Category: Granting of emolument attachment orders
Posted by: Problem Bond Support | July 29, 2015
The South African Human Rights Commission (SAHRC) welcomes the judgment handed down yesterday by the Western Cape High Court in a matter relating to the lack of judicial oversight in the granting of emolument attachment orders (“EAOs”). The SAHRC intervened in the matter as amicus curiae, to champion the human rights of people who are poor and vulnerable. In handing down his judgment, Judge Desai placed on record the court’s ‘indebtedness to the amicus curiae and their counsel.’
This case raised important questions about the protection of human rights of people who are poor, marginalised and vulnerable. The case was instituted by against the Minister of Justice, the Minister of Trade and Industry, the National Credit Regulator, 13 micro-lenders and a firm of attorneys. The applicants were a group of low income earners living in Stellenbosch, who support themselves and their families on salaries of between R1200.00 and R8000.00 per month. They were represented by the University of Stellenbosch Law Clinic.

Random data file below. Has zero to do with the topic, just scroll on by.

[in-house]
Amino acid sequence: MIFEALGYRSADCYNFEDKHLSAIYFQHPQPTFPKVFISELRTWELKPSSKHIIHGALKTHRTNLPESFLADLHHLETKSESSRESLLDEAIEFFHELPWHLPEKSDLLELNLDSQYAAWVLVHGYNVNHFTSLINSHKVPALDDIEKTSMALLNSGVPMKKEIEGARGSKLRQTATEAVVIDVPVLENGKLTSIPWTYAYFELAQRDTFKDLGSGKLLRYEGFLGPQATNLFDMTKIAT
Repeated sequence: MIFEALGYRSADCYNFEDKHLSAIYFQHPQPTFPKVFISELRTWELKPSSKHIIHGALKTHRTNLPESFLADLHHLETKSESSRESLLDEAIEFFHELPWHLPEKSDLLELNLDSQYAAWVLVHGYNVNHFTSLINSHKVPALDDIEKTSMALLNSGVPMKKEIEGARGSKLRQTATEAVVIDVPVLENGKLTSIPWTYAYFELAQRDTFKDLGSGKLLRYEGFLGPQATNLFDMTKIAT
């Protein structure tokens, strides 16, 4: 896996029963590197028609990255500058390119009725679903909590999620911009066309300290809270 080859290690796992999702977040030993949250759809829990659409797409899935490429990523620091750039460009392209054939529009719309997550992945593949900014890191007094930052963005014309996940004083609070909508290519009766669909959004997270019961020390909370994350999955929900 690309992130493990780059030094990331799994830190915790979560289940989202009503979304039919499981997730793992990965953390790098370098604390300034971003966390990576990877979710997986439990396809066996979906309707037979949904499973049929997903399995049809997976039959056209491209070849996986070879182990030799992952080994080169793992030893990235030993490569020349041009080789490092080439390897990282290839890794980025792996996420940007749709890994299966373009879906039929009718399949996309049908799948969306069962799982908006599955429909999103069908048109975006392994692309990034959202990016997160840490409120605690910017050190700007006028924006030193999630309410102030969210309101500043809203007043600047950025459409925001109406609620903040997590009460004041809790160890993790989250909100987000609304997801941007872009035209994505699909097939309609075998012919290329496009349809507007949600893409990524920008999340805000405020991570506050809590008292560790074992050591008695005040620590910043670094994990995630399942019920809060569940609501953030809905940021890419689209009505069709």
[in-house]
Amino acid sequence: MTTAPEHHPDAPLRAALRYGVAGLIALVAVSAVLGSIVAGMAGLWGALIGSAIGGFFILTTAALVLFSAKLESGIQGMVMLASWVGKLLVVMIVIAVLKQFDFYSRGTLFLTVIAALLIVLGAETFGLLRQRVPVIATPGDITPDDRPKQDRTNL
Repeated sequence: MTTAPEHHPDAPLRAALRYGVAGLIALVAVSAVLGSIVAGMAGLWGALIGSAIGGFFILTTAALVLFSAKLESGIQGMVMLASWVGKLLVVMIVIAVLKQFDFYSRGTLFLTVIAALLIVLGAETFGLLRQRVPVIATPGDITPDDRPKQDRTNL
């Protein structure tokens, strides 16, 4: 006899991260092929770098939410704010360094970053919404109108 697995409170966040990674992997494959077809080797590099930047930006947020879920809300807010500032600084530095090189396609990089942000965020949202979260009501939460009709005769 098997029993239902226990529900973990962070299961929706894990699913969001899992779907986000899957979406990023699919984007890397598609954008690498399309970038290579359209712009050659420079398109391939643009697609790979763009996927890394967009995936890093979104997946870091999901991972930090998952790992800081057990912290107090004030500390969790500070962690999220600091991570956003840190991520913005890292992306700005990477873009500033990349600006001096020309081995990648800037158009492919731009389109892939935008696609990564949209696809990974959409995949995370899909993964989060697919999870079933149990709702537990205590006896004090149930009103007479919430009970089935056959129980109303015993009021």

Prior to this judgement, EAOs were issued in the magistrate courts to compel employers to deduct moneys (instalments in terms of judgment debt) owing to creditors, from the wages of employees. This continued until the full amount of the debt was paid off. Such orders, were issued by a clerk of court. The clerk was not obliged to evaluate the implications of the order on the livelihood of the debtor. This meant that there was no judicial oversight in the entire process. The orders could also be issued in courts where the debtor did not live or work.